Biden administration to extend pause on student loan repayments

Published: November 22, 2022 3:55 PM EST
President Joe Biden speaks about student loan debt relief at Delaware State University, Friday, Oct. 21, 2022, in Dover, Del. A U.S. judge in Texas on Thursday, Nov. 9, 2022, blocked Biden's plan to provide millions of borrowers with up to $20,000 apiece in federal student-loan forgiveness. (AP Photo/Evan Vucci)

The Biden administration is extending the pause on student loan payments until no later than June 30, 2023, as the administration’s plan to forgive up to to $20,000 in loans is held up in court. President Biden announced the extension Tuesday in a video posted to the White House Twitter account.

Student loan repayments were supposed to resume Jan. 1, 2023, for the first time since the COVID-19 pandemic began. But a federal appeals court has blocked the president’s student loan forgiveness program, and the administration has asked the Supreme Court to reinstate their stalled plans. For now, the fate of the program remains unclear, with millions of borrowers in limbo.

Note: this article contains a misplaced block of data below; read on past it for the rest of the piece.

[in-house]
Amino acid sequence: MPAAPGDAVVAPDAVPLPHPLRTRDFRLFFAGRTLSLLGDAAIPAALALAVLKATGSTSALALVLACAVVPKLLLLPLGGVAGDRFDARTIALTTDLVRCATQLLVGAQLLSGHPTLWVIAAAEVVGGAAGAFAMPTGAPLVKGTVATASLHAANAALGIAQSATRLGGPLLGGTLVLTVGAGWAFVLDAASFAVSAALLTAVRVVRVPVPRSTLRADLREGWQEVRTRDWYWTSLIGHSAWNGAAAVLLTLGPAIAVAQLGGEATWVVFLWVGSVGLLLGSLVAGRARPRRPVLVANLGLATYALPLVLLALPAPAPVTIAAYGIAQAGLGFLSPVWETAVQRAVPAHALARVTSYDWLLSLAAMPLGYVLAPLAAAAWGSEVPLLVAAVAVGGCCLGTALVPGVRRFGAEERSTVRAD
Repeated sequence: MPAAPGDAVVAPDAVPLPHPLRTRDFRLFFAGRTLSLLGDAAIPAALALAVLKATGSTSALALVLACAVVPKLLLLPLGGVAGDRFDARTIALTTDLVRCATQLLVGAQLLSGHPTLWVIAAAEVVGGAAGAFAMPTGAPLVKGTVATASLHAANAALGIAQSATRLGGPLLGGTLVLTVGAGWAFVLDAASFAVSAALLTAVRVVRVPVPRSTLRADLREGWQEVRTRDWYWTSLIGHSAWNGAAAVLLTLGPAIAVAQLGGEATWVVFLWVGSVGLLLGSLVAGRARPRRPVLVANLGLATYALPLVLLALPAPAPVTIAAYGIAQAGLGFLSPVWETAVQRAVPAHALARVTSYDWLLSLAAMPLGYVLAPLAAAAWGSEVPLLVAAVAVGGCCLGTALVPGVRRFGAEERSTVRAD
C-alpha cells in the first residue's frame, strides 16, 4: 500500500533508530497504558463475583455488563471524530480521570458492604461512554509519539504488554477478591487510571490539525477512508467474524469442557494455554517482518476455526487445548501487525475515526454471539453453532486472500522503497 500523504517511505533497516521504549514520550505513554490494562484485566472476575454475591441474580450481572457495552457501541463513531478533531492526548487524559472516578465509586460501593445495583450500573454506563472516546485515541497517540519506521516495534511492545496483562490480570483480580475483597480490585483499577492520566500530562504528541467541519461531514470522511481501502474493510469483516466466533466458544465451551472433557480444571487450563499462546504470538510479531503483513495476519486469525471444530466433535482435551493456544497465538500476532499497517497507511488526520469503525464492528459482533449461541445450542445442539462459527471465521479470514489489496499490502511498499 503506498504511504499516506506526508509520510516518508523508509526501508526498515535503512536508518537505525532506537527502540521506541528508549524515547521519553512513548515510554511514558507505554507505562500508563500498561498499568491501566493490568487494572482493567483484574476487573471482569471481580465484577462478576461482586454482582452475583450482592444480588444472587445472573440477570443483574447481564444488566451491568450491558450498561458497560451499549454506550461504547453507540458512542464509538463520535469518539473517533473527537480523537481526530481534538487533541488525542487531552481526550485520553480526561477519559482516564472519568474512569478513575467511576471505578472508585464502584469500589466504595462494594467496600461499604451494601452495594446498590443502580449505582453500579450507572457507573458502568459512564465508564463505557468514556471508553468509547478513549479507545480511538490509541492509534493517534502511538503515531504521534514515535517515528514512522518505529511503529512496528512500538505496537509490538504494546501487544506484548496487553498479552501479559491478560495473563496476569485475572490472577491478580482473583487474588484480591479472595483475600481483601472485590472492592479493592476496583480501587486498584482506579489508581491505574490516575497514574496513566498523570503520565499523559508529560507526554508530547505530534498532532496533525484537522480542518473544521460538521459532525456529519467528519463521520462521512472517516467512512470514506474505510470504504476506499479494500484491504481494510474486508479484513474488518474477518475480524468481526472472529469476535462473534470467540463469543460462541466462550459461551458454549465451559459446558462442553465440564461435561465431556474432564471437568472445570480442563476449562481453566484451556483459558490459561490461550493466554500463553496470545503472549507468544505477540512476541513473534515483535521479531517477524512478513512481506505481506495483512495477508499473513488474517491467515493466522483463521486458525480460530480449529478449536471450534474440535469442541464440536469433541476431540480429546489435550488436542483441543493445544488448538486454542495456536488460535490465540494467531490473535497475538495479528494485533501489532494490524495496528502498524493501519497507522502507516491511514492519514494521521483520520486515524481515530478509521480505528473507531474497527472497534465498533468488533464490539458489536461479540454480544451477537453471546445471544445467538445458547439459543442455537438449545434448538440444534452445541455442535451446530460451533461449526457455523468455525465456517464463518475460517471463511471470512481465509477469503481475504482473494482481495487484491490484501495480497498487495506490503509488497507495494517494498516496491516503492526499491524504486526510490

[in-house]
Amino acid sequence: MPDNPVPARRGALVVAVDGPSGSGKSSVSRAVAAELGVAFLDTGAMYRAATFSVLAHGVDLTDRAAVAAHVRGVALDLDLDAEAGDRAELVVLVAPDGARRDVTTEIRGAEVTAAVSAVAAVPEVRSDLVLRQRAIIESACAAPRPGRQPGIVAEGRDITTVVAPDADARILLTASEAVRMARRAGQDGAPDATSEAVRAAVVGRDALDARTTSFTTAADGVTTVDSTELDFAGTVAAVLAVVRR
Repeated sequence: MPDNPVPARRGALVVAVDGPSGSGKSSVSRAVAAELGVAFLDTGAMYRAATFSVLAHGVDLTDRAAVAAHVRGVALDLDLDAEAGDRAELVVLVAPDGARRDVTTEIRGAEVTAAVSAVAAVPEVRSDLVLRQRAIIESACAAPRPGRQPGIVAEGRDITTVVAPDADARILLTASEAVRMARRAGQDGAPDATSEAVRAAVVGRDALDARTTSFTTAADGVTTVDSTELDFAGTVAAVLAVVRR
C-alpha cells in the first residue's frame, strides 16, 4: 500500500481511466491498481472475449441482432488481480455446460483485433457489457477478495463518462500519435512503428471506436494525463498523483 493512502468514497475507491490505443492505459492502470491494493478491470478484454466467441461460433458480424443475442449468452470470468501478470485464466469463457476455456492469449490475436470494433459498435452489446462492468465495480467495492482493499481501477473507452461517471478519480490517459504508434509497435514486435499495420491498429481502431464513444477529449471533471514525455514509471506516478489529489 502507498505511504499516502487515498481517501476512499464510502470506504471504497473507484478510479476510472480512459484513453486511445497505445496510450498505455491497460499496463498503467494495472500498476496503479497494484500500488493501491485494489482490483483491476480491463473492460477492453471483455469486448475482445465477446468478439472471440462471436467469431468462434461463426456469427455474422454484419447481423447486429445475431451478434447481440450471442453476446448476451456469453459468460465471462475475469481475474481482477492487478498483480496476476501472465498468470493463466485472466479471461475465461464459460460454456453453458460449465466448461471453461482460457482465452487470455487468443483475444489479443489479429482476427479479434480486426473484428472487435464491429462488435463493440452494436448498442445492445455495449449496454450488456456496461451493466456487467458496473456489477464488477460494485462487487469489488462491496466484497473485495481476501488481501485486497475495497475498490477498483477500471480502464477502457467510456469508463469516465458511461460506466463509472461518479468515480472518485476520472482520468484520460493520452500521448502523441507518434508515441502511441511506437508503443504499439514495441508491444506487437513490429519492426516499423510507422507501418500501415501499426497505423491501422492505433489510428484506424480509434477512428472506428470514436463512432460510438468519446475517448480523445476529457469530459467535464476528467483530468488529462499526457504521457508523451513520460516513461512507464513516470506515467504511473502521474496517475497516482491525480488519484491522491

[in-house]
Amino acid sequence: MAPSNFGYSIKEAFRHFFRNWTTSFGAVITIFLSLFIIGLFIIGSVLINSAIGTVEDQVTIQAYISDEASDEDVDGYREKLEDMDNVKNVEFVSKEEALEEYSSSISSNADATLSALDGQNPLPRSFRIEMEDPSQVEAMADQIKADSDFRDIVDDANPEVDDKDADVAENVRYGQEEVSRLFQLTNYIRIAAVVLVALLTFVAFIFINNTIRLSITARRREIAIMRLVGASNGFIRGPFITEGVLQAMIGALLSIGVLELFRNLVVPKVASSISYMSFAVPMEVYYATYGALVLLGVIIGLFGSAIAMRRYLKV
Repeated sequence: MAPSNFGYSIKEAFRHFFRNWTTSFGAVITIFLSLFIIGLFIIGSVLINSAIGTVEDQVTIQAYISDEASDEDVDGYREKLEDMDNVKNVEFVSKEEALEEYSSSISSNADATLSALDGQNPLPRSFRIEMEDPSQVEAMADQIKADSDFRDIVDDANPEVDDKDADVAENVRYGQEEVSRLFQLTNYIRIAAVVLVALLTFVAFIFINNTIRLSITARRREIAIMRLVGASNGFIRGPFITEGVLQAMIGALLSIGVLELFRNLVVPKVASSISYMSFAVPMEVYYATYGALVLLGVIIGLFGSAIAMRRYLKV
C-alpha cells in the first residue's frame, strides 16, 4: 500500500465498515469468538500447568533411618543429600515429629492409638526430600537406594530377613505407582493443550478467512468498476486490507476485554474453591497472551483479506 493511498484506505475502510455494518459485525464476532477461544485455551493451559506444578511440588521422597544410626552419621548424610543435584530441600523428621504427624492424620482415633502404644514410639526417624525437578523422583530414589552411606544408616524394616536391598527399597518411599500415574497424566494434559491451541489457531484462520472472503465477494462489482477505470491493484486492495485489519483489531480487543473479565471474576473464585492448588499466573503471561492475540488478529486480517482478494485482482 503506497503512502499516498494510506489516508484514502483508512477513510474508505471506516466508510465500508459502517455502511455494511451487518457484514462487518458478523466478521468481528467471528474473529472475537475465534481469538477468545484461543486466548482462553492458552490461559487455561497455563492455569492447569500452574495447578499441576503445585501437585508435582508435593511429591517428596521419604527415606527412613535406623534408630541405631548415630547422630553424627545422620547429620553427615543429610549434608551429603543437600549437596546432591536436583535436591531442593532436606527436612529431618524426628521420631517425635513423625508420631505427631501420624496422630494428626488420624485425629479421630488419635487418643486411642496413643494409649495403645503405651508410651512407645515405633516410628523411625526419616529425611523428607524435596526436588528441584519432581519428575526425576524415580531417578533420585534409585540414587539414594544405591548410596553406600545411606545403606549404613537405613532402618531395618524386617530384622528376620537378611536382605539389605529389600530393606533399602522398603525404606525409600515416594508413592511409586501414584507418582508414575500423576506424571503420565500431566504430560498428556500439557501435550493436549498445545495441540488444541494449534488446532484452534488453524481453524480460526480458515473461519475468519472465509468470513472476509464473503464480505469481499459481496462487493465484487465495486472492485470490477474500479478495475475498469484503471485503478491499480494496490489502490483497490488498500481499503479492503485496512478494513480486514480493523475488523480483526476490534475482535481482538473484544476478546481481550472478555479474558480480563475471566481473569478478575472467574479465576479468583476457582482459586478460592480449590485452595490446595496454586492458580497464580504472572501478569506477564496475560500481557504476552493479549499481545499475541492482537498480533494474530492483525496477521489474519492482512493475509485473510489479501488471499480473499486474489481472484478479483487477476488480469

The administration has justified resuming student loan repayments by pointing to the student loan forgiveness plan, which theoretically cancels $10,000 for the majority of borrowers and an additional $10,000 for Pell Grant recipients.

“I’m confident that our student debt relief plan is legal,” Mr. Biden tweeted. “But it’s on hold because Republican officials want to block it. That’s why @SecCardona is extending the payment pause to no later than June 30, 2023, giving the Supreme Court time to hear the case in its current term.”

Payments would restart 60 days after the Supreme Court decision or on June 30, whichever comes first. The Supreme Court has not yet said whether they will take the case.

The Biden administration’s student loan cancelation program, announced in August, would cancel $10,000 of student loan debt for individuals earning up to $125,000 and for married couples earning up to $250,000. An additional $10,000 would be canceled for borrowers who attended college on Pell Grants.

— Kristin Brown contributed to this CBS News report